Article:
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  2. Hi John, All good - we’re all relying on our own eyes, the quality of the photos and computer or phone screens. I’m always happy to be wrong where I’ve marked a sword down. If you place a tape measure along the back of the blade from the tip to the mune machi and take a picture of that it’ll give a better view. As Jimmy says though, it looks like the tang may have had a shave on the underside either to create the appearance of greater age or perhaps to suggest that it was made in Soshu province either or both of which might inflate its selling price. Let’s see what others think.
  3. Hi All, Does anyone know what is happening with the excellent Tosogu Classroom books that Markus Sesko was doing. I have not heard or read anything since 2020. I have Volumes 1 & 2 and am waiting for Volume 3. I know that he has been very busy with his newish job in the USA and the print quality problems that he had but any update would be appreciated. Many thanks
  4. John, there is information in the link I shared above but this date is when the owner in Japan had the sword registered. This may have been a collector, owner or dealer in Japan with no connection to the individual you bought it from. It may have had one or more owners between the time it was registered and the time it was sold in a shop in Japan. Torokusho is supposed to be turned in when the sword is exported, which is also discussed in that link on the export process. The Torokusho is handed in, and an export permit (Kobijutsuhin-yushutsu-kansa-shomei 古美術品輸出鑑査証明) is issued in return.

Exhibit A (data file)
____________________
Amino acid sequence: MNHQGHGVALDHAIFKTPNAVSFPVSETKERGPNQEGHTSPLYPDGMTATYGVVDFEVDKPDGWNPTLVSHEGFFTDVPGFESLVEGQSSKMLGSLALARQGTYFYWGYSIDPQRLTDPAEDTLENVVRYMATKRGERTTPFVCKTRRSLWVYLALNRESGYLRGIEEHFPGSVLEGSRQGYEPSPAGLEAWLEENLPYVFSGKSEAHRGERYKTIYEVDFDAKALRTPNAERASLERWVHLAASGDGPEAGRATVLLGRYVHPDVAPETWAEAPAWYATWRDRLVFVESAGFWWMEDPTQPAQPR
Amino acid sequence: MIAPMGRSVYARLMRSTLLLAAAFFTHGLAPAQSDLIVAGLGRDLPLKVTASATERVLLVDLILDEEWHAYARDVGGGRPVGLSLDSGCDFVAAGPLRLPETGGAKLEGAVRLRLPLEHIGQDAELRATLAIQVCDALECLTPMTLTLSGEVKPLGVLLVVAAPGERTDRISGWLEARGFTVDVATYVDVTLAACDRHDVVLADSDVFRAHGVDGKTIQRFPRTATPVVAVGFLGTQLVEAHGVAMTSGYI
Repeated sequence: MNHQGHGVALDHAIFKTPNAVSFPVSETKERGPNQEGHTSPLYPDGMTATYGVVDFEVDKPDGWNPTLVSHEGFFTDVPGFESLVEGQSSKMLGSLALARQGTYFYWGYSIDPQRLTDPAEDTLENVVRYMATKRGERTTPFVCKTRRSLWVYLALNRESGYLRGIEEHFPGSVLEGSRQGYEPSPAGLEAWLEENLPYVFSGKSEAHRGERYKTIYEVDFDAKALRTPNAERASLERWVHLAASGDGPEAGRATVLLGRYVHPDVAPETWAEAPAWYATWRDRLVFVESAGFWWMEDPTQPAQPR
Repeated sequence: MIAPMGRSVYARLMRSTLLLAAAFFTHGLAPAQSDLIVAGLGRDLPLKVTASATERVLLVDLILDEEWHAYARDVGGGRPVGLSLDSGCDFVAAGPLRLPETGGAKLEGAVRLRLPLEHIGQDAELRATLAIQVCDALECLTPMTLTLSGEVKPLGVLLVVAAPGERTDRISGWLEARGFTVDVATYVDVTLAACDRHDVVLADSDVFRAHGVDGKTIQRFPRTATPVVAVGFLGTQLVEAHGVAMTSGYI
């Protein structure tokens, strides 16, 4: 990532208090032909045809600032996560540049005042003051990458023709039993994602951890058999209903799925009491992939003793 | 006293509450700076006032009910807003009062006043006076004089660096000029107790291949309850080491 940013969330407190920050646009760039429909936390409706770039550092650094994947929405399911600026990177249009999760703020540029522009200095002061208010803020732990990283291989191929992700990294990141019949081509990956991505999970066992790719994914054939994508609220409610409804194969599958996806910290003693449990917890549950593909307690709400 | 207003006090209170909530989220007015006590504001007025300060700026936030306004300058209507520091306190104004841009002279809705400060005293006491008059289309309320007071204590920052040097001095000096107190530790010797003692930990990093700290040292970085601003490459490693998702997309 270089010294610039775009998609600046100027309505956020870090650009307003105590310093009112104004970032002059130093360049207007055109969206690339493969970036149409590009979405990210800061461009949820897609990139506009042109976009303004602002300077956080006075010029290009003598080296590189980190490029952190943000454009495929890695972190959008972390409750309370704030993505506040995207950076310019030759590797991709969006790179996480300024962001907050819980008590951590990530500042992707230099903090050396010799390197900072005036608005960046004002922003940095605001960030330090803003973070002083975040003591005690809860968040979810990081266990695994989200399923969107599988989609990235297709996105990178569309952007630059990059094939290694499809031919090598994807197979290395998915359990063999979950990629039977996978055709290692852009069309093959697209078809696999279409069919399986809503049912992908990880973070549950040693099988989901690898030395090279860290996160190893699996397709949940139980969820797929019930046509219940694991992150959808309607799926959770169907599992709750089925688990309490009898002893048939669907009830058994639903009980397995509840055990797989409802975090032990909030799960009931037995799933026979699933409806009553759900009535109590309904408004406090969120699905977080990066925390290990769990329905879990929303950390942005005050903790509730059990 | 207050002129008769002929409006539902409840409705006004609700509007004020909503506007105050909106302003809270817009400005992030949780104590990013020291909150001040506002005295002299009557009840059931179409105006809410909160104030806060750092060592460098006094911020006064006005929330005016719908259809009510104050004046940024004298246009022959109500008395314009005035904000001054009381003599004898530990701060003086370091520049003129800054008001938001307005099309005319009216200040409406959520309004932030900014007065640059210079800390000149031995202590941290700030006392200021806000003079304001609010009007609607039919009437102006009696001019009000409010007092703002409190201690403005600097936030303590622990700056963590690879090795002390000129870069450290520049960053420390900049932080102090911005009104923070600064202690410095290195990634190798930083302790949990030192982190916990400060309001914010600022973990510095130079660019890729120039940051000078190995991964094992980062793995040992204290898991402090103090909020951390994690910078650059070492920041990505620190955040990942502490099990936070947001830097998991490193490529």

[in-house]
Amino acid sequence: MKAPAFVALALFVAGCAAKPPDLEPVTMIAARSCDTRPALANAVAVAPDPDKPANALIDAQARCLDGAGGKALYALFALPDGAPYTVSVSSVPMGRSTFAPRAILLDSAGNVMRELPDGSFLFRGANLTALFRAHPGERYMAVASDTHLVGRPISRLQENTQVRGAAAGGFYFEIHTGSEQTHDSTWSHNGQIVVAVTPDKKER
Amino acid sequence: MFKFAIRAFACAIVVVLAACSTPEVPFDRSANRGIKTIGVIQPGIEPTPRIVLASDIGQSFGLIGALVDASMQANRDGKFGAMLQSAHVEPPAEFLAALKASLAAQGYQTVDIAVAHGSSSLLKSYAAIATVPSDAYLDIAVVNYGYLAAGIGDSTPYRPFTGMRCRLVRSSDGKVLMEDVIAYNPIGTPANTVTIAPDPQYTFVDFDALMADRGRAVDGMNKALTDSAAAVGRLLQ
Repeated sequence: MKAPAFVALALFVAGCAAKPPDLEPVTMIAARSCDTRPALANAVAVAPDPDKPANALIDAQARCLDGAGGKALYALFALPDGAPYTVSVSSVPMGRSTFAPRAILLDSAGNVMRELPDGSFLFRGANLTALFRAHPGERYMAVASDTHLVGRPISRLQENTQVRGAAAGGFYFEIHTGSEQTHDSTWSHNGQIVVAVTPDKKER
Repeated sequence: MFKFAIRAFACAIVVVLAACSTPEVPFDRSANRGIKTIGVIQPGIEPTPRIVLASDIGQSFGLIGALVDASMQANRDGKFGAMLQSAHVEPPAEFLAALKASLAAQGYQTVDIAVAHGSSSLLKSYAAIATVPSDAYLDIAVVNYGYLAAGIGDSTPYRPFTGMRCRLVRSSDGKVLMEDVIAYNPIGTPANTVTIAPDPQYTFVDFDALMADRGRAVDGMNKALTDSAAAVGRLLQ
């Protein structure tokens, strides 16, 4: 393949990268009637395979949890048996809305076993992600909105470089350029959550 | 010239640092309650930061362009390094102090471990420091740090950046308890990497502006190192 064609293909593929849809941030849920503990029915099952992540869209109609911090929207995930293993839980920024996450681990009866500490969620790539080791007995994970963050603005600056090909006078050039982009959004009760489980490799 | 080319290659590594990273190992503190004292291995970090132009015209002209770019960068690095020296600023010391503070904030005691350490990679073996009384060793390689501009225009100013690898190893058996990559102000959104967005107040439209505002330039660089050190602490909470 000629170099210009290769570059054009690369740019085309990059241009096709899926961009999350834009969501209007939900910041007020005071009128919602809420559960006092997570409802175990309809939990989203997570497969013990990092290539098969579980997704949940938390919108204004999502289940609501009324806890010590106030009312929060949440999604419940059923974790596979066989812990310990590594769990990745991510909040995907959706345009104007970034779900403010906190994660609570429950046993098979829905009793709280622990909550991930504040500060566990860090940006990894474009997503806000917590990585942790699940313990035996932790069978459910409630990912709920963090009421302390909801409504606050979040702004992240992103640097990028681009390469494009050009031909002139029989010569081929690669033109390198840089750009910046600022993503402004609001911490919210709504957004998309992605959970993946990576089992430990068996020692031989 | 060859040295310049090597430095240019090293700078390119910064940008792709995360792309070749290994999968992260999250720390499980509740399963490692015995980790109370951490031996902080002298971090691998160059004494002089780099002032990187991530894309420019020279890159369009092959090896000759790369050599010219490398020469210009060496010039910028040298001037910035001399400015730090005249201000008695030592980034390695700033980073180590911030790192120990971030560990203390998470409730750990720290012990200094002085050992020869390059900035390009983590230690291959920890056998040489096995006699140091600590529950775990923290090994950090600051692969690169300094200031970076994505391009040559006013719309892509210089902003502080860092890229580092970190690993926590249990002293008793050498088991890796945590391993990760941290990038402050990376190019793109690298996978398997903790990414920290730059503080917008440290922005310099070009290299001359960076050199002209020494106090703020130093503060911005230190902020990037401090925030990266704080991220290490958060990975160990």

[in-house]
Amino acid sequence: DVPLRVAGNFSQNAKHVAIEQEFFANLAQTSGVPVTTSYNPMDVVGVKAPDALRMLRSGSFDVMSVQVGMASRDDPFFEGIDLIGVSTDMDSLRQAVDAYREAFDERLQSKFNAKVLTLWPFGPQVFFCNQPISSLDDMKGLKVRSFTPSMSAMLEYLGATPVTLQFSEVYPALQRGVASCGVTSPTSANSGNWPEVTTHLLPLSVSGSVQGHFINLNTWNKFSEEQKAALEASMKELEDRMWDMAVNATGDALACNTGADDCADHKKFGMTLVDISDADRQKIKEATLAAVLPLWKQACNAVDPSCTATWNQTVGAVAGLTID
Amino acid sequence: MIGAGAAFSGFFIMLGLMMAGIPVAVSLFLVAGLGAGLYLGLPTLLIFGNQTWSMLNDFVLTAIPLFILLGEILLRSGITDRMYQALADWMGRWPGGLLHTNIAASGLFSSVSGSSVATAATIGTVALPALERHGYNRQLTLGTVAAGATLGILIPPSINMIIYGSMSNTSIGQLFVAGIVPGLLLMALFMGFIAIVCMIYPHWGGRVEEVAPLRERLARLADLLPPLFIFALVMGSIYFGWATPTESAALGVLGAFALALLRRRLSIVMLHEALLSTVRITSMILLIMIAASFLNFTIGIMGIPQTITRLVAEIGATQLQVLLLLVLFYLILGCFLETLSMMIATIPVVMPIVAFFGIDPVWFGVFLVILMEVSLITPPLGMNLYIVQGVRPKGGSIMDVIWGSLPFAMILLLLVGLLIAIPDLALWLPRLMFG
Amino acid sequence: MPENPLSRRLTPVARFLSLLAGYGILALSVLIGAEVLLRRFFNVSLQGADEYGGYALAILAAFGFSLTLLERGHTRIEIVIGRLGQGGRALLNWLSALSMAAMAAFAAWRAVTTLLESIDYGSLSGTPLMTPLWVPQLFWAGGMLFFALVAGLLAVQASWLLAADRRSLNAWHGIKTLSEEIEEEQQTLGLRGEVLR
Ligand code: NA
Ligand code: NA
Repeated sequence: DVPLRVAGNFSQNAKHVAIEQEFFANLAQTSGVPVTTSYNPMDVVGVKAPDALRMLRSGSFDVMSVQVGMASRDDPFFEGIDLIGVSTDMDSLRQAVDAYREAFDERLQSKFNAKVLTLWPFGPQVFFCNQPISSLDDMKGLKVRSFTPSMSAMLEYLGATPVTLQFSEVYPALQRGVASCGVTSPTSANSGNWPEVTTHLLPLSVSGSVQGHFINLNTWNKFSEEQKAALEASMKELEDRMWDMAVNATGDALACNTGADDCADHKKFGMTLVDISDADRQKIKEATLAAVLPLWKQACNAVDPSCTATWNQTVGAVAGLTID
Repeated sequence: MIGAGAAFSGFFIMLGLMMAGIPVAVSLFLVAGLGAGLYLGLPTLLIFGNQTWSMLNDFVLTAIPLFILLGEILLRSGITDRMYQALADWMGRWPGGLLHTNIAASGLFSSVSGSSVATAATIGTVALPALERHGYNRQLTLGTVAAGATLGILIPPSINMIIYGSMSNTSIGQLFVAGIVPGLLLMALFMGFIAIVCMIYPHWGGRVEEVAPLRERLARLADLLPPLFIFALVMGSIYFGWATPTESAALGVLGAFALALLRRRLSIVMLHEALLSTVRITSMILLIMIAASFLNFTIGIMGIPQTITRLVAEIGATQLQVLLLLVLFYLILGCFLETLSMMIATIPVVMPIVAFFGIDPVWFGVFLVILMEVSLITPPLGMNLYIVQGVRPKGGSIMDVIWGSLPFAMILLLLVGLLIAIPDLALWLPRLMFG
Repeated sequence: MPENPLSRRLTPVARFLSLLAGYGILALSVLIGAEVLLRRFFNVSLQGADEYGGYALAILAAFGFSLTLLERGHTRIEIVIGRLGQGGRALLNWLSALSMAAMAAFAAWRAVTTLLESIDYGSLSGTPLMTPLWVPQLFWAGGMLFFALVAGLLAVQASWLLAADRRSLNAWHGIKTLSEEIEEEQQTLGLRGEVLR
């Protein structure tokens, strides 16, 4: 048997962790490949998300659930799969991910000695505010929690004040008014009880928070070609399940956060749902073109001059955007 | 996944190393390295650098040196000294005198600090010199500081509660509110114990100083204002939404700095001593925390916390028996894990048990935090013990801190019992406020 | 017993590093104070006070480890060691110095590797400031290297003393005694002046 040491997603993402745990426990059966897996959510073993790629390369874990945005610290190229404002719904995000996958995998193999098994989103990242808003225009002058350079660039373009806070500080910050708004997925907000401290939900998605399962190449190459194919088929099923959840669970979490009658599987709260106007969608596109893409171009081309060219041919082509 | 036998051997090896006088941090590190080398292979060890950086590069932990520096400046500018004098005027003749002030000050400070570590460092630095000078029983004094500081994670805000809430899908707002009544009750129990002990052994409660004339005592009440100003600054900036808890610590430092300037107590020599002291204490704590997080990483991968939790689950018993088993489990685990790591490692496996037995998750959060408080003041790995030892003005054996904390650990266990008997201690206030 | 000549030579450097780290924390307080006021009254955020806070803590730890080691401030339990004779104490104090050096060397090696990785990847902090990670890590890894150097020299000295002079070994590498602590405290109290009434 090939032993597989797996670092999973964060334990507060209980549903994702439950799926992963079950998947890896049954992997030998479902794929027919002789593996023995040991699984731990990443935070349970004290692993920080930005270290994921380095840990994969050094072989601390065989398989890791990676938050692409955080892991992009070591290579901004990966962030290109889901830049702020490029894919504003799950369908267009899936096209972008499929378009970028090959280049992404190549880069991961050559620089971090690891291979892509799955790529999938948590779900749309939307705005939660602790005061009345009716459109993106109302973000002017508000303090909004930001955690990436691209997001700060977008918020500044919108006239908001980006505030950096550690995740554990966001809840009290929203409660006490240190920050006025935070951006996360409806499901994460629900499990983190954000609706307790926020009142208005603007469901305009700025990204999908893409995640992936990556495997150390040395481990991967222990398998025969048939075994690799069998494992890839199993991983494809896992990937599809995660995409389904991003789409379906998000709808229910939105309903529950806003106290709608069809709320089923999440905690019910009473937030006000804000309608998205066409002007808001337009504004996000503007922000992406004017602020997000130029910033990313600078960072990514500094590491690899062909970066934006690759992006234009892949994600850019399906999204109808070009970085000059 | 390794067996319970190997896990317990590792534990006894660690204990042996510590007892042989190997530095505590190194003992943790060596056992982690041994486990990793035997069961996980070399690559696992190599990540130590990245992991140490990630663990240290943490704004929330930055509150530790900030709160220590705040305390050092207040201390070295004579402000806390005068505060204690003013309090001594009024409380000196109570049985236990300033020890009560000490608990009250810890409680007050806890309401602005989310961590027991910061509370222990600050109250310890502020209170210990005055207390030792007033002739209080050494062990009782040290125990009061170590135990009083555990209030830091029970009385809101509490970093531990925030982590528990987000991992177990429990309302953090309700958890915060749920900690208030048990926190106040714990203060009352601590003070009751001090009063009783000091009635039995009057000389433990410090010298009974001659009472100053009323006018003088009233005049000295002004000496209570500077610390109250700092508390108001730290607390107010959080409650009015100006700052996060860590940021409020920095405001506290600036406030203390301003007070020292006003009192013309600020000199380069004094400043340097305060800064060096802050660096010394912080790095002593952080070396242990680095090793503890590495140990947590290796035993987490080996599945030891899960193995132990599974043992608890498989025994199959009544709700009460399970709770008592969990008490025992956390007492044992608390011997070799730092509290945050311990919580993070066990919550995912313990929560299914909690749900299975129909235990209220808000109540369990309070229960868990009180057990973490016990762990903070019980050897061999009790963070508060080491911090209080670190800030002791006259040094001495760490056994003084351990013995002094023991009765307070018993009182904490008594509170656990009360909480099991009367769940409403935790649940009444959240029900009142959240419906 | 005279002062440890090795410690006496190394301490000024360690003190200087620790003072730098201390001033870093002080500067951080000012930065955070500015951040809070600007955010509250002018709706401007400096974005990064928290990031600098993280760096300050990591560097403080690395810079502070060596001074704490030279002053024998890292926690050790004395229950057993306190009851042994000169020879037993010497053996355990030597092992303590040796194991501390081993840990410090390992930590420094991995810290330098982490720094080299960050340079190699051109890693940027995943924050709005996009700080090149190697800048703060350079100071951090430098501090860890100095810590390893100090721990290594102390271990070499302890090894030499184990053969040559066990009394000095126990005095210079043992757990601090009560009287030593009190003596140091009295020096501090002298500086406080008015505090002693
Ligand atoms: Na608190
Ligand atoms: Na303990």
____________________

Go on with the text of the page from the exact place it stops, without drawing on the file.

5. Not much has changed in 15 years, or 25 years, or 800 years in regards to Nihonto. A sword is a sword is a sword. The only thing I see, it's way easier to receive papers. The powers at be have loosen the criteria.
  6. I think a few things should be mentioned as to the Edo Shinto attribution (light attribution) but because the jigane and hamon are very Edo Shinto. The Nakago here has been redone and so it is easier to mess with the geomety and try to pass it off as older, shame about those mekugi ana...swiss cheese style so trying to replicate a much much older blade.
  7. Ok, thanks guys. I’m taking extra care not to touch the blade with bare hands but I was manipulating the tang, so thanks for the confirmation.
  8. So what does that mean? I'm under the assumption that the PO bought it during Military Service in 1965 since he said he bought it "years ago" and I know he was a Marine. Does that follow? Could he have bought with this paperwork and brought it home with him?
  9. Today
  10. The problem when speaking to people with 15 years of collecting experience ( @Alex A ) is that in 15 years they have basically looked at swords and still see only one thing. Very basic mentality and difficult to change the opinion, show them a beautiful bonzai and then they light up. Everyone has their own boat and different things rock them. To say Horimono are simple to make without having seen one made, to not have seen the Gassan in the Metropolitan Museum and not be awe struck or to never have owned, held and appreciated an Awataguchi Tadatsuna Nidai but comment so easily is a failing in 15 years of learning or "collecting"
  11. Hello Craig, Yes David is not the fastest to answer I agree. Not sure why, but you don't need to worry about your sword. He might just be busy and communicate a little. This year he did some little work for me, shipped back the sword to me in France and...Never asked to be paid although I asked him a few times to sent me his invoice. I have another sword I will sent him soon. I totally trust him and accepted he is just not a phone or email guy. Just be patient, he is a quiet type.